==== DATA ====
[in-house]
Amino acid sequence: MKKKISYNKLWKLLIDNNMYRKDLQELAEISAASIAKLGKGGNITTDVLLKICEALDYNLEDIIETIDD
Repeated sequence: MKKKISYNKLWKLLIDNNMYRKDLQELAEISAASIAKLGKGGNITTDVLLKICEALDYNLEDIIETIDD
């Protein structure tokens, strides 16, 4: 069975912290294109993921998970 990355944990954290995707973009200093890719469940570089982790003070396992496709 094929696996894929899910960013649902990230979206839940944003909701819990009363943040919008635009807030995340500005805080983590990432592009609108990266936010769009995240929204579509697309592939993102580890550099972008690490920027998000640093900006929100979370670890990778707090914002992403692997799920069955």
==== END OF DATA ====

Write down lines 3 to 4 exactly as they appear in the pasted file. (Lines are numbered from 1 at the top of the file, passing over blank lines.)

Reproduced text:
Repeated sequence: MKKKISYNKLWKLLIDNNMYRKDLQELAEISAASIAKLGKGGNITTDVLLKICEALDYNLEDIIETIDD
């Protein structure tokens, strides 16, 4: 069975912290294109993921998970 990355944990954290995707973009200093890719469940570089982790003070396992496709 094929696996894929899910960013649902990230979206839940944003909701819990009363943040919008635009807030995340500005805080983590990432592009609108990266936010769009995240929204579509697309592939993102580890550099972008690490920027998000640093900006929100979370670890990778707090914002992403692997799920069955």